by Dan Steinbock
(Li Yang/Public Domain)
Recently, US academic Yasheng Huang argued on Wall Street Journal that,
By the same logic, Elon
Musk's forced resignation from Tesla would mean US slowdown.
In turn, Gordon F. Chang urges US tariffs against all Chinese imports as "necessary."
But these prophecies have
a pathetic track record. In 2001, Chang published
The Coming Collapse of China,
even as Chinese economy was about to grow sixfold in a decade.
Setting aside the hollow
prophecies, where is Chinese economy today?
Chinese growth amid
Trump's trade wars
Yet, analysts saw the cut as an affirmation of Chinese government's commitment to support the domestic economy.
In the new, more challenging status quo, accommodative monetary policy is likely to continue, along with further fiscal easing. In the short-term, China is responding and adjusting to US tariff wars.
In 2018, growth forecast
is 6.5% to 6.6%, thanks to strong first half of the year. Moderation
in the second half will reflect US tariff wars and consequent slower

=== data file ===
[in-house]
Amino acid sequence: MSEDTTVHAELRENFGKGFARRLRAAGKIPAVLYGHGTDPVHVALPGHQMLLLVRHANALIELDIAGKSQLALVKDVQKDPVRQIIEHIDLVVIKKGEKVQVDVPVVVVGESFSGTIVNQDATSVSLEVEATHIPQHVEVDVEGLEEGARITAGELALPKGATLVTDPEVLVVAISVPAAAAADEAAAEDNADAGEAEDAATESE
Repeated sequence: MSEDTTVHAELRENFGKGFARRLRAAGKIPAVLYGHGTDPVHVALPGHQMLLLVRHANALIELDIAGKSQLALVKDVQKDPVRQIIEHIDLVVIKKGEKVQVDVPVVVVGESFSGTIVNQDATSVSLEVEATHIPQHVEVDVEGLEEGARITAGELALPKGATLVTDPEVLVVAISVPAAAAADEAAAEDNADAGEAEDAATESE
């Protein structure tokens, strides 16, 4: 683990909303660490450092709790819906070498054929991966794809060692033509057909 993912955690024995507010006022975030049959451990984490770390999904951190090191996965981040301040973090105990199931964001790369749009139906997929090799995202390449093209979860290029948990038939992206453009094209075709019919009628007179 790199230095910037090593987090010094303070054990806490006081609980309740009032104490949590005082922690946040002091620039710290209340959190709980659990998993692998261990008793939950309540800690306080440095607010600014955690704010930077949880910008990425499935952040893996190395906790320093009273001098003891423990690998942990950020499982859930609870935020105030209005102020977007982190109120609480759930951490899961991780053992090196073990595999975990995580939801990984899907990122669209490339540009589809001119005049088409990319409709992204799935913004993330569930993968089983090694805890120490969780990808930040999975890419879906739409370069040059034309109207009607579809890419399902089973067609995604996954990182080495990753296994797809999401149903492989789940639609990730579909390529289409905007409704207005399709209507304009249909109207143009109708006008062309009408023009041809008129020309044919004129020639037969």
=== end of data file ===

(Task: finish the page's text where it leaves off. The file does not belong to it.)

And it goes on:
Inflation is moderating and current account surplus could narrow more than expected. Trump tariffs are designed to hurt export growth and thus the growth of manufacturing investment.
Further, the White
House's sharpened tone suggests US trade hawks hope to instigate
capital outflows from China.
While substandard loans
and actual bank losses have been relatively low, "special mention"
loans - a category slightly above nonperforming loans - remains
substantial, though they have been declining.
innovation hubs are expanding from Shenzhen to Shanghai and Beijing.
That could penalize China
by 1% of its GDP... but US GDP would suffer a 2% hit.
But that is an optimistic
projection because it downplays the full impact of the Trump
administration's effective tariffs, retaliations impact, the
inclusion of new potential tariff targets and subsequent collateral
According to the World Trade Organization (WTO), merchandise trade volume growth was expected to increase 4.4% in 2018. But as tariffs escalate trade tensions, the outlook is likely to be penalized.
In turn, world investment
soared to $2 trillion before the
2008 global crisis. Last year, it
fell to $1.5 trillion. As tariff wars spread, world investment is
likely to languish even more.
In advanced economies, the share of state-owned enterprises (SOEs) in national employment is about 5% to 15%. In the early days of Chinese reforms, the comparable figure in the mainland was over 75%; today barely 20%.
economies have had two centuries to reduce the role of SOEs in their
economies; China barely two decades.
As long as that front
remains absent, Trump's trade hawks can continue their bilateral
'rule-and-divide' tactics against individual economies - instead of
having to cope with the multilateral force of the global economy.